An Ethical Question: What Would You Do?

11 04 2011

A couple of weeks ago when we were hiking in Fortynine Palms we saw someone on their way out carrying a small cactus that they had almost definitely illegally removed from Joshua Tree. A call to the ranger station would have probably led to a ranger meeting them at the trailhead with a ticket, and a return of the cactus to its original home.

An Ocotillo Plant In Joshua Tree

An Ocotillo Plant In Joshua Tree

There is a Jewish principle of “judge [a person‘s actions] for the good”, but I’m pretty certain that the cactus had come from the protected park.

What would you have done? Do you think that there is an obligation to report the person or to confront them directly?

posted by yair

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10 responses

11 04 2011
Michael

I think you were not judging. You would have been reporting. The ranger would have been the judge. It could have been a scientist taking a sample under permission of the park. Maybe it’s worth exploring the difference between discernment and judgment. As a INTJ personality type I often wonder about this. Introverted iNtuitive Thinking Judging.

11 04 2011
jayhorowitz

Good point on judging vs. reporting, although I’d bet $100 that the guy wasn’t a scientist. (There’s my judging…)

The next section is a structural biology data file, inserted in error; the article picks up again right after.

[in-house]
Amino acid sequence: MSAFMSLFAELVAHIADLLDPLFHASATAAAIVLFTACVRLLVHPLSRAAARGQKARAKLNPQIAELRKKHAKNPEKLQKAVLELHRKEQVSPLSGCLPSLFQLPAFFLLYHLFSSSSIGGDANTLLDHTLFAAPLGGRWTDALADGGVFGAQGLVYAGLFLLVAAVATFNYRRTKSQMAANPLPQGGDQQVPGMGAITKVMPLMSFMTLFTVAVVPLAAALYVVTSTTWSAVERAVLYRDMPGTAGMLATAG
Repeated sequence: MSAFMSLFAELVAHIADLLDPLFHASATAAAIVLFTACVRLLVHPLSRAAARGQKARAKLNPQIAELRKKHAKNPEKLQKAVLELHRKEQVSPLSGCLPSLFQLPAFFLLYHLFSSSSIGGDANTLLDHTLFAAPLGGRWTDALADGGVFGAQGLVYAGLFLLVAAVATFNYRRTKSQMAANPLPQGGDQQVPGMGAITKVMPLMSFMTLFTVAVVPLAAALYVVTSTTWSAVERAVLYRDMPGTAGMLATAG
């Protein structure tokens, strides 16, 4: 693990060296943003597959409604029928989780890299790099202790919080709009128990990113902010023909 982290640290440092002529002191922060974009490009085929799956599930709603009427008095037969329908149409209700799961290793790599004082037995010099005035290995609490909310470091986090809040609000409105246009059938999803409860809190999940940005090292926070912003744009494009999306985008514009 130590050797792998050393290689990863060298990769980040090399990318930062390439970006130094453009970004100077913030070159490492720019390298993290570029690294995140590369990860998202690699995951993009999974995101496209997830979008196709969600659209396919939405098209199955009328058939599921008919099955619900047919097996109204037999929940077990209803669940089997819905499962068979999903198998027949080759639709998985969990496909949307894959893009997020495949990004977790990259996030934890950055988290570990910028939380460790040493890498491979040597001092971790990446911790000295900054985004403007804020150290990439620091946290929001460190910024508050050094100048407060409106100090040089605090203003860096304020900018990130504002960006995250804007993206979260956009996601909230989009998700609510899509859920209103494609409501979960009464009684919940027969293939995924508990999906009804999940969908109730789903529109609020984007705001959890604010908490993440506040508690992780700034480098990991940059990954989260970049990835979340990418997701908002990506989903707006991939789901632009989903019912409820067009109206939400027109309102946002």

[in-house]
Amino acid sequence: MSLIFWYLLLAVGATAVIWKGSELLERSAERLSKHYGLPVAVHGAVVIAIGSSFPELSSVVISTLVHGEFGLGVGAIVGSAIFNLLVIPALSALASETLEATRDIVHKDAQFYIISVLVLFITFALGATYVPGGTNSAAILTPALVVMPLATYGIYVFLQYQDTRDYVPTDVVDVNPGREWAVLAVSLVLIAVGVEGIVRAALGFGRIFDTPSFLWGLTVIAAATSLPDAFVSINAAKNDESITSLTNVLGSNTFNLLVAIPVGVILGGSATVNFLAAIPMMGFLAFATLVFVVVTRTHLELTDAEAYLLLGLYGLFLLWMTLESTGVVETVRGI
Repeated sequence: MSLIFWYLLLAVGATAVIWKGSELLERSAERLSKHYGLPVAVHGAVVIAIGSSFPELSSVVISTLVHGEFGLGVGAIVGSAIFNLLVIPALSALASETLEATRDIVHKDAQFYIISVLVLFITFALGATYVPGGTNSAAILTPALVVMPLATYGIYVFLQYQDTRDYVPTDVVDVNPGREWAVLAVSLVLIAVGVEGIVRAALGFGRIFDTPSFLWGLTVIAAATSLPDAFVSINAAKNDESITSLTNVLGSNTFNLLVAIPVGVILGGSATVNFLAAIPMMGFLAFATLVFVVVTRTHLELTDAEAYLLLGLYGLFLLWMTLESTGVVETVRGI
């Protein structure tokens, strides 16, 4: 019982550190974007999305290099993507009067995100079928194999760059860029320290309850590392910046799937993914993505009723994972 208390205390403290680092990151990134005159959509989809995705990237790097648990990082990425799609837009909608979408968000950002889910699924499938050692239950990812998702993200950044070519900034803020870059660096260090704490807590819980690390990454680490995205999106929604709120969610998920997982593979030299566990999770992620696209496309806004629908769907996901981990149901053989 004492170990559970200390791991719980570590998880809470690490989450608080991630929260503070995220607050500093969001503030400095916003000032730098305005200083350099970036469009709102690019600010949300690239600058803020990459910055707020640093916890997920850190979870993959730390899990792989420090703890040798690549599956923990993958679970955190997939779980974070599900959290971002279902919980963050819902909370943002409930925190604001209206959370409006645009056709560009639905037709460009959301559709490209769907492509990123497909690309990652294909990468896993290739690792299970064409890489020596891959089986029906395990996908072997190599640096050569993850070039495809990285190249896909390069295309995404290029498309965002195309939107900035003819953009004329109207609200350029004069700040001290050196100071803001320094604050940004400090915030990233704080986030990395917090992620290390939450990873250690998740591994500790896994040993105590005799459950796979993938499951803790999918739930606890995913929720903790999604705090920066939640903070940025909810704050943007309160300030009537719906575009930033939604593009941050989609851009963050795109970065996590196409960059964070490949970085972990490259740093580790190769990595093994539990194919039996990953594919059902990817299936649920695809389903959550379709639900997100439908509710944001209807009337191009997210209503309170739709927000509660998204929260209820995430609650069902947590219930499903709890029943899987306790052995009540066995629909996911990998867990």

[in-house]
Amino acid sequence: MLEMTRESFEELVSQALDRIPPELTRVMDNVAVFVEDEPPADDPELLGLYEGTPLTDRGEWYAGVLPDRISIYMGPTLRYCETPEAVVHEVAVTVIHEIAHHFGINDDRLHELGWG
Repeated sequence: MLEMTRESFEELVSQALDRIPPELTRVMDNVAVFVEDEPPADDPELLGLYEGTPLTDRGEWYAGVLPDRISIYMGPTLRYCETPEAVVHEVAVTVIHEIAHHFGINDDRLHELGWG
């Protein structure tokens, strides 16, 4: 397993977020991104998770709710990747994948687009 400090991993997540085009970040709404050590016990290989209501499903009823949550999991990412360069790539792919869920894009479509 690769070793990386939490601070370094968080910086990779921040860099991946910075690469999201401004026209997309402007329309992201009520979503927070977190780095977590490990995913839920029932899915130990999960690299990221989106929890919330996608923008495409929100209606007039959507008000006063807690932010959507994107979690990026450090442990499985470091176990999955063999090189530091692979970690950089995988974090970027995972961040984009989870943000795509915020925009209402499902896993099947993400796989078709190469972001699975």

11 04 2011
Cyndi

You could have sent them to me, I have a ton of cactus I’d be happy if someone dug up and walked a way with.

Seriously, it’s such a scary world, you never know if someone is packing and if they’d take offense. Self preservation should be a priority.

I’d have assessed the situation/person and if I felt comfortable mentioned the legal ramifications. I wouldn’t have reported them.

12 04 2011
rach g.

I don’t think you have an obligation to confront the person or to report them. In fact, I think it’s a good thing that you didn’t. Nobody made you the ethical police, and the world would be a far more obnoxious place to live in if people spent their days budding into other people’s businesses and trying to correct strangers.

Even well-intentioned comments can come off wrong. I can’t tell you how many times I’ve been stopped on the street by total strangers telling me my son is either under-dressed for the weather, or over-dressed, or too much in the sun, or too much in the shade, etc. They mean well but unless they have the full facts of the situation in hand (i.e. my son is extra sensitive to the son so we keep him covered), their guidance is pretty useless.

14 04 2011
jayhorowitz

I disagree. There’s a big difference between “ethical police” and “police.” If I think that someone is breaking a Federal law by illegally taking vegetation, I don’t become “the police” by reporting them, and their asking me to get out of their business wouldn’t be a good argument against my calling them in. (Just as if I thought that the person may have just robbed a bank.)

That said, I hear you regarding people commenting on your son’s state of dress. Unless you’re clearly endangering him, it’s your business and not theirs.